The audience attending the last of three programs in the Seventh Annual Broadway Cabaret Festival, produced by The Town Hall (Friday, Oct. 28, 2011) was treated to a combination of insider discussion and illustrative performances spanning the art of American dance and the artistry of Judy Garland. On hand to talk with creator/writer/host Scott Siegel were two special co-hosts for the occasion, director and choreographer Susan Stroman, and Garland’s daughter Lorna Luft. The interweaving of film clips, background information and exuberant performances made for an especially broad and varied show.

The first act was devoted to dance, and got off to an exhilarating start with the talented dancer and choreographer Noah Racey turning on the charm in giving his effervescent interpretation of “Once in Love with Amy” from “Where’s Charley?” Racey delighted with deft maneuvering of his cane prop, smart stepping and personality plus. The number, of course, was originally made popular by the late Ray Bolger.

No reflection on Racey and his own personal style, but a follow-up clip of Bolger dancing in the film “The Harvey Girls” showed Bolger’s uniquely dazzling ability, with his rubber-like limbs and his amazing body manipulation and overall greatness with which nobody could be expected to compete.

Having personable Susan Stroman on the program was a coup. She talked knowledgeably about dance in Hollywood movies in response to Siegel’s pertinent questions. Clips were shown of James Cagney and Bob Hope dancing in “The Seven Little Foys” and Fred Astaire and Ginger Rogers in the film “Roberta.” Stroman spoke movingly about the influence Rogers had on her and the time she met the star, who by then was in a wheelchair but opened her arms to Stroman for a heartfelt embrace.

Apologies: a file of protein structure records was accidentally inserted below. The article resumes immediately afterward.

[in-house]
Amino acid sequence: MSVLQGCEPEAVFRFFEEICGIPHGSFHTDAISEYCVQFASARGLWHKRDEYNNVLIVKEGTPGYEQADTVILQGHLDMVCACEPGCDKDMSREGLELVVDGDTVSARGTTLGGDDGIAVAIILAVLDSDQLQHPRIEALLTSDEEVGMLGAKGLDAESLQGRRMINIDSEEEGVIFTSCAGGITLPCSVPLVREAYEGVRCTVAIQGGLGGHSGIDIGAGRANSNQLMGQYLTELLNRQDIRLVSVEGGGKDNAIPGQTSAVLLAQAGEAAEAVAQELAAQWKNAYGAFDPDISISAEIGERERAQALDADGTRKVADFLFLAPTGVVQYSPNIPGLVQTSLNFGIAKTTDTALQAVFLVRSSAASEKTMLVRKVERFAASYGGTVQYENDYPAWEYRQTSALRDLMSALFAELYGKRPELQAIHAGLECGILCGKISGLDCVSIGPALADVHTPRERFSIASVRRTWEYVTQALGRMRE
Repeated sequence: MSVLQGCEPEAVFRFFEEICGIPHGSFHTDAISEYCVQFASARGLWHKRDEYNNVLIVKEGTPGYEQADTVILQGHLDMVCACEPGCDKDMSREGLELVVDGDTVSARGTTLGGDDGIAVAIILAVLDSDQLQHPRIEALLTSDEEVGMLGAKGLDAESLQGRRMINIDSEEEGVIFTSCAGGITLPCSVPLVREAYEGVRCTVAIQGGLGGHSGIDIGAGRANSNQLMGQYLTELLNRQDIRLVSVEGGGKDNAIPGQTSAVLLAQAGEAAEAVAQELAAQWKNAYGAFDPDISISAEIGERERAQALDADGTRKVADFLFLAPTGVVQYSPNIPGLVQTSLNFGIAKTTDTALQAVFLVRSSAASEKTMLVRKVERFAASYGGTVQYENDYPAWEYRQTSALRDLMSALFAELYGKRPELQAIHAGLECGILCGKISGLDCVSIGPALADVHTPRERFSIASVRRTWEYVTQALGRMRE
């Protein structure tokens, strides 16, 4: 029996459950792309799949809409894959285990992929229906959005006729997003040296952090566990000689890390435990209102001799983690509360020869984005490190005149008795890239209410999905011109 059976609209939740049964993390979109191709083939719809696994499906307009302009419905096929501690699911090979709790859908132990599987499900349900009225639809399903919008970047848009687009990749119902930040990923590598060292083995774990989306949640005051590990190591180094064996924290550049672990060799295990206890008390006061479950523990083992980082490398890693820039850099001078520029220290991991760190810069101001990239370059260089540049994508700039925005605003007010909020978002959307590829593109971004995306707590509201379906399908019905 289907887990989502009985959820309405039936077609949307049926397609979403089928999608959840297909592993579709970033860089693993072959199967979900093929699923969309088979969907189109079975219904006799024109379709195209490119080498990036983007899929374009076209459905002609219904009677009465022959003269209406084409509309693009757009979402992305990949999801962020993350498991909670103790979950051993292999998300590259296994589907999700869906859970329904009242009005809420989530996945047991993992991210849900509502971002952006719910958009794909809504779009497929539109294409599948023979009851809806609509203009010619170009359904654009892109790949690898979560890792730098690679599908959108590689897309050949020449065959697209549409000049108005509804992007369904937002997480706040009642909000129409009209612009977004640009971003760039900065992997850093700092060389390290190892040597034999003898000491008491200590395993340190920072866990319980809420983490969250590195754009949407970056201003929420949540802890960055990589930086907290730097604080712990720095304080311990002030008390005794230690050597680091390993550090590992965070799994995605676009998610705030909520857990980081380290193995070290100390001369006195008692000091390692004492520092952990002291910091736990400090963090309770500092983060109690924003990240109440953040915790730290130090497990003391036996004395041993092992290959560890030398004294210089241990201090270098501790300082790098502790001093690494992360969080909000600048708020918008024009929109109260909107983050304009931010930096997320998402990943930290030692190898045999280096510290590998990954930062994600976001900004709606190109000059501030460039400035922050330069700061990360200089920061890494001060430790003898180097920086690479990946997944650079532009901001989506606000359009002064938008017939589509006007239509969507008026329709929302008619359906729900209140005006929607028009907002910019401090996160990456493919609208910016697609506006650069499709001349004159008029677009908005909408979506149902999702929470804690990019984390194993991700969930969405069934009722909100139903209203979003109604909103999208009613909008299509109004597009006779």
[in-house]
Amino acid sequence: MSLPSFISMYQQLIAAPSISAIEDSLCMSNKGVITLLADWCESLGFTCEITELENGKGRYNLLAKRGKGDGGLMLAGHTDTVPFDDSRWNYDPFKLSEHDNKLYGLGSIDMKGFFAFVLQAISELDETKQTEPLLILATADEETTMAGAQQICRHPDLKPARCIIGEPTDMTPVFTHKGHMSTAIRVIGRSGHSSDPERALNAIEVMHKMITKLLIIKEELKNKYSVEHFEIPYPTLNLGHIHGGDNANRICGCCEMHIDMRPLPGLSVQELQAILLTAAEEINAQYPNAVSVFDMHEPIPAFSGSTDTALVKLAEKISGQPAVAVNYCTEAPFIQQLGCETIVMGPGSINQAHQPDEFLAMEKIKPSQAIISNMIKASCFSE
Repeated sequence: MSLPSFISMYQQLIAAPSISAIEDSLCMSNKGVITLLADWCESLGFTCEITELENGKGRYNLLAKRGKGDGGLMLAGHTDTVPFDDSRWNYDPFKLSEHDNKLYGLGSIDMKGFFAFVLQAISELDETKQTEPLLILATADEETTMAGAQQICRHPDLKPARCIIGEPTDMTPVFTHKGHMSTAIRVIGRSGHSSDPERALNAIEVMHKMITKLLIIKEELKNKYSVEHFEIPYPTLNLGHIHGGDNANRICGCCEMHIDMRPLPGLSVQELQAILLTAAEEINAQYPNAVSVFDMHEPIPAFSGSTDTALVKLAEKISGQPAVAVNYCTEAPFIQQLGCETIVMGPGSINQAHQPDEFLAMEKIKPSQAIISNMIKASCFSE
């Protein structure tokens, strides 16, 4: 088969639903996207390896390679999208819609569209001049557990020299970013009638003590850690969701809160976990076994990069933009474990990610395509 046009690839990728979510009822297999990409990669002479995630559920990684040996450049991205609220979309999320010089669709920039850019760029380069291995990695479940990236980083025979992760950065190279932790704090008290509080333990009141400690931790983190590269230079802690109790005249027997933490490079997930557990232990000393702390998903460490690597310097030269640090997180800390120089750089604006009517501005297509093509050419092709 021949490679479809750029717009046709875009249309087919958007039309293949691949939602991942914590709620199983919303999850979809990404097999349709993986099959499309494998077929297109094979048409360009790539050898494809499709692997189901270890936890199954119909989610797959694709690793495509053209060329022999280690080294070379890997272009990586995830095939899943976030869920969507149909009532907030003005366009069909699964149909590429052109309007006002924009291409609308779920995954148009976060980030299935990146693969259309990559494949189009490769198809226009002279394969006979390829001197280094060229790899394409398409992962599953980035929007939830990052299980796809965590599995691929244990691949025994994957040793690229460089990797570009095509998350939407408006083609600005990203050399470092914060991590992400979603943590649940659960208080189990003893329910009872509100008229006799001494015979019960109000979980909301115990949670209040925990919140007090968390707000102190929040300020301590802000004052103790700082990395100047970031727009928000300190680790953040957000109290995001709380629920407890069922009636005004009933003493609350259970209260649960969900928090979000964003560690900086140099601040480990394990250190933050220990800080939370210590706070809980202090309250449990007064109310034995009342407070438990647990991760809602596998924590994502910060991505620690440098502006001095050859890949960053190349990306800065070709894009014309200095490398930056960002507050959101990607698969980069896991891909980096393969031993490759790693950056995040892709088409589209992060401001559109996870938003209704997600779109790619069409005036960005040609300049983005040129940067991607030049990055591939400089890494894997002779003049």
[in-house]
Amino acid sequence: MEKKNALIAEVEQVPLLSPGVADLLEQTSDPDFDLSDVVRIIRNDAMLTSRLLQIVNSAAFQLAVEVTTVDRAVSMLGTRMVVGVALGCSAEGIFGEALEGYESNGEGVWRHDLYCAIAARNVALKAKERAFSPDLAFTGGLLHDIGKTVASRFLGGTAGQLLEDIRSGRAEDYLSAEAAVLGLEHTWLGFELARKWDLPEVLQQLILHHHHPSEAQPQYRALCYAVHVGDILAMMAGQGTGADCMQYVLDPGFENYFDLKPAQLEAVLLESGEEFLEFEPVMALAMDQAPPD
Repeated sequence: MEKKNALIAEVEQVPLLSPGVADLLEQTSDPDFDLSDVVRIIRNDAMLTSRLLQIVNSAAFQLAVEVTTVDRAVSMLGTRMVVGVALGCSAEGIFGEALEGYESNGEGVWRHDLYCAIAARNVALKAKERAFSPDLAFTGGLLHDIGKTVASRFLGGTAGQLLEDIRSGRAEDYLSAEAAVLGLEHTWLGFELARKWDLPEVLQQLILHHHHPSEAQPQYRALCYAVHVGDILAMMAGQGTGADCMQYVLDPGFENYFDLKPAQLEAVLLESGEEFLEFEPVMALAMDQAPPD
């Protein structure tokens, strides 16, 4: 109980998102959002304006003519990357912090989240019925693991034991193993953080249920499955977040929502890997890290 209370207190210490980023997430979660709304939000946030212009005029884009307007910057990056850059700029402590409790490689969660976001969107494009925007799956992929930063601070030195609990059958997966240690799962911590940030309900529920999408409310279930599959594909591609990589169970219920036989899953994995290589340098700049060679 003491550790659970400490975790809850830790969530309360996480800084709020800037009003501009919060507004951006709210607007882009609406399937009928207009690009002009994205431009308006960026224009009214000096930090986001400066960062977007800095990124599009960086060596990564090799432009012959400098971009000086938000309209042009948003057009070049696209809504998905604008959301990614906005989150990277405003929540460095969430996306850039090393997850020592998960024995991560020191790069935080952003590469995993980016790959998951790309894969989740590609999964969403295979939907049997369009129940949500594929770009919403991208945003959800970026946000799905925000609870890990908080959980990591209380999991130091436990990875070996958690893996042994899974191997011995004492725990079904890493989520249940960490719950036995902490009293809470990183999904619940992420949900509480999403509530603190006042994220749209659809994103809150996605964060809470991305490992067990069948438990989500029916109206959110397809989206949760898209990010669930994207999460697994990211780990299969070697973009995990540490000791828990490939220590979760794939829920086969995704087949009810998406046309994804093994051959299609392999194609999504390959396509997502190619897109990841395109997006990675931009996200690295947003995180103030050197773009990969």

The live performance part of the program included Jeffry Denman singing (off-mike) and dancing “Give My Regards to Broadway” from “Yankee Doodle Dandy,” Racey teaming with Luke Hawkins to re-create the entertaining “Moses Supposes” number from “Singin’ in the Rain,” Meredith Patterson giving a spirited rendition of “Shakin’ the Blues Away” from “Easter Parade” and Racey and Nancy Lemenager dancing to “Pick Yourself Up” from “Swing Time.”

Act Two was devoted to Garland and the numbers associated with her. It opened with a clip from Garland’s 1963-64 television show, in which she sang to her then young daughter Lorna. Interviewed by Siegel, Luft told stories about her mother, some personal, some professional. Stroman joined the discussion for a while to give her evaluation of Garland’s work.

It was the parade of singers that provided the emotional connection with Garland with respect to her artistry. There were no misfired attempts to imitated Garland. Instead, each performer endeavored to make the number her own. Carole J. Bufford, who knocks me out with her talent more and more each time I see her perform, was stirring with “You Made Me Love You,” “After You’ve Gone” and especially “The Man That Got Away.” Elizabeth Stanley contributed “Zing Went the Strngs of My Heart,” “The Trolley Song,” and “Over the Rainbow.” It was a pleasure to have Racey and Denman pair on “Get Happy.”

The entertainment-laden and information-rich production flowed smoothly under the direction of Siegel and assistant director Vibecke Dahle, with musical direction by Ross Patterson, who always does a brilliant job of arranging and presiding at the keyboard as he leads his musicians in the challenging task of accompanying performers whose numbers range wide in style and intensity. Reviewed at The Town Hall, 123 West 43rd Street. Phone: 212-840-2824.

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